Friendswood is a tight-knit town with a distinct heritage and a burning spirit of volunteerism that, above all, cherishes its families and children.
But almost two decades ago on April 3, 1997, the city was shaken to its core when 12-year-old Laura Smither went missing. About 6,000 residents and Marines volunteered and organized search parties over 17 days before her body was discovered. The case went cold.
That is until last year, when convicted felon William Reece—already serving a 60-year sentence for kidnapping—began cooperating with investigators on two other Texas cold cases. In September, a Texas grand jury indicted him for two murders, including Smither’s.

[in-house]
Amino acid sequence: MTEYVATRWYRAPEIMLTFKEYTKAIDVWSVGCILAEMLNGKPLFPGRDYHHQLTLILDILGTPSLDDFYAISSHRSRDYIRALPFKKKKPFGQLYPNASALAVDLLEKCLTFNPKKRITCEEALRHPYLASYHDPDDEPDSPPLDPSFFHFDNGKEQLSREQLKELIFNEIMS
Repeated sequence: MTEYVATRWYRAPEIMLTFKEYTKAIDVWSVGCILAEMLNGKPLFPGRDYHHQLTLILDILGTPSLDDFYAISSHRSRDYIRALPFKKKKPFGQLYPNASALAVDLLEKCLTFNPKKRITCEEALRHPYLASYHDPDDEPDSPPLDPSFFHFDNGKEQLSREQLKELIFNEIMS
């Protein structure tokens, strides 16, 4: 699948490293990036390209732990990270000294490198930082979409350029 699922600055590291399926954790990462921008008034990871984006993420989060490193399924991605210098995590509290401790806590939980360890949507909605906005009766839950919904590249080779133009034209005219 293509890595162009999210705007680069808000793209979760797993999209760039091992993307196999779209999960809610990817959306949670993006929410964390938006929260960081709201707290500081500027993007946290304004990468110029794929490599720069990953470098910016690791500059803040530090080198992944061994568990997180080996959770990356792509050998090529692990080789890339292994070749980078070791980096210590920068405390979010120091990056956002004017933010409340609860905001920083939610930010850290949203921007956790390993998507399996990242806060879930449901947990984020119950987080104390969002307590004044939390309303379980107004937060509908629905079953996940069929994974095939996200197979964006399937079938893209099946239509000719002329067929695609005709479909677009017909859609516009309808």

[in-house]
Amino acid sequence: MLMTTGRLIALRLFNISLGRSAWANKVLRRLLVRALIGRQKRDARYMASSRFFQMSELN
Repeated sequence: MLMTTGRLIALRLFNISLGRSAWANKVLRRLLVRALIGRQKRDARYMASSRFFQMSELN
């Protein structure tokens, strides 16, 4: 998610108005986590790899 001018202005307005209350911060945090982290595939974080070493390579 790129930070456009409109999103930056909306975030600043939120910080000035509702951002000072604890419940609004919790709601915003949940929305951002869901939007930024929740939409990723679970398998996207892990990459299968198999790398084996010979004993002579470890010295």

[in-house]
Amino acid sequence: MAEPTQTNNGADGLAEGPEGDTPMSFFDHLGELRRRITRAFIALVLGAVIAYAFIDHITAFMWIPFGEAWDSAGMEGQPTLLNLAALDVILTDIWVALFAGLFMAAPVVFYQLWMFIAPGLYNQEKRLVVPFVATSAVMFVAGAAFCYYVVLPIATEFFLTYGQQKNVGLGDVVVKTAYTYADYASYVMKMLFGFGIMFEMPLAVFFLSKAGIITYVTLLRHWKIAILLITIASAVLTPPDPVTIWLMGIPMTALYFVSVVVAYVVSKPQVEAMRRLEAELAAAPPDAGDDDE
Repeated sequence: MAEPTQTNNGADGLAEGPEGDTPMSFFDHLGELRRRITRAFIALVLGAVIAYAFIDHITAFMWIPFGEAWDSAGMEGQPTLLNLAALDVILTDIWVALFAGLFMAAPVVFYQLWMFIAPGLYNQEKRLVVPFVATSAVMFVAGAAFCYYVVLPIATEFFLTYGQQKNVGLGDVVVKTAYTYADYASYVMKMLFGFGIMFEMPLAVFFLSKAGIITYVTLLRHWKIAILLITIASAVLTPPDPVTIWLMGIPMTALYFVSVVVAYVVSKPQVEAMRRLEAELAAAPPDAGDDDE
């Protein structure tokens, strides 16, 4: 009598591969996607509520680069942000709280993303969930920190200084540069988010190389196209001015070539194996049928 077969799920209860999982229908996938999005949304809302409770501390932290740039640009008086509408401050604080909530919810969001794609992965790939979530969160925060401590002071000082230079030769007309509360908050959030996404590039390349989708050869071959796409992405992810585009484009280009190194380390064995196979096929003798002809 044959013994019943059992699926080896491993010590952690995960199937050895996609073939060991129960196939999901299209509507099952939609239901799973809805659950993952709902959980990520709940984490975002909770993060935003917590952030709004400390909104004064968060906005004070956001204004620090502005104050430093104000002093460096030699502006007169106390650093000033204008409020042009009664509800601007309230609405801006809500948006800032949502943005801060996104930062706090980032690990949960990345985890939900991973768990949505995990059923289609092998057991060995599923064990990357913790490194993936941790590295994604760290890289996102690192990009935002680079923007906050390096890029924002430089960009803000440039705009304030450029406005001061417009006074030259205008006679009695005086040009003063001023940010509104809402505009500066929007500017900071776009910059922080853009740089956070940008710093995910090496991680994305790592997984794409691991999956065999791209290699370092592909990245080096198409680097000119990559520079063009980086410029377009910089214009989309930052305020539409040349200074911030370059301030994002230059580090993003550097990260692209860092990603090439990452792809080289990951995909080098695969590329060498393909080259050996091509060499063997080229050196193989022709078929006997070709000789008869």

Reece is on trial in Oklahoma on another murder charge. If that case is set for the death penalty, the Smither family may never see its day in court.
Although Smither’s loss weighs heavily on her family and the community, her life has touched so many.
Smither’s parents founded the Laura Recovery Center in 1998 to prevent abductions and runaways as well as help in the recovery of missing children.